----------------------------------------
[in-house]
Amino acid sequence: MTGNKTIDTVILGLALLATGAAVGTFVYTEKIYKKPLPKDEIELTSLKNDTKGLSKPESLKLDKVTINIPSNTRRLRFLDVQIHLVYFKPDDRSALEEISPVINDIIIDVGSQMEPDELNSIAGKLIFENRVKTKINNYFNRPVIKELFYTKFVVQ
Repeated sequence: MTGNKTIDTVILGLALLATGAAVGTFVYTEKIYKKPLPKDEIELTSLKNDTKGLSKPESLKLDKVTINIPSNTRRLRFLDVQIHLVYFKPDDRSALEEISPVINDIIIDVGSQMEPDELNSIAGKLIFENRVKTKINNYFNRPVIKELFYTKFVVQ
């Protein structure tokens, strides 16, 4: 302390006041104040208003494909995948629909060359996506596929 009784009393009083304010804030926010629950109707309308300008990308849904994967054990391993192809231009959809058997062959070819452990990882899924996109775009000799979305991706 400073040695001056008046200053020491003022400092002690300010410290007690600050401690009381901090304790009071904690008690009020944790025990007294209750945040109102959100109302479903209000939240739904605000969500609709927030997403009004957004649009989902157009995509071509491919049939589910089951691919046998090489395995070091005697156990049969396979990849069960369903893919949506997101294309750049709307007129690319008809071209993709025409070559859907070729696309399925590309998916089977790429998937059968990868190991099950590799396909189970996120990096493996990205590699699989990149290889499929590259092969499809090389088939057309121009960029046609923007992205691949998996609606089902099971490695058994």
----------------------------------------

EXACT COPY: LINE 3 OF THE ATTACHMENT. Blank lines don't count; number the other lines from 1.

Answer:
Repeated sequence: MTGNKTIDTVILGLALLATGAAVGTFVYTEKIYKKPLPKDEIELTSLKNDTKGLSKPESLKLDKVTINIPSNTRRLRFLDVQIHLVYFKPDDRSALEEISPVINDIIIDVGSQMEPDELNSIAGKLIFENRVKTKINNYFNRPVIKELFYTKFVVQ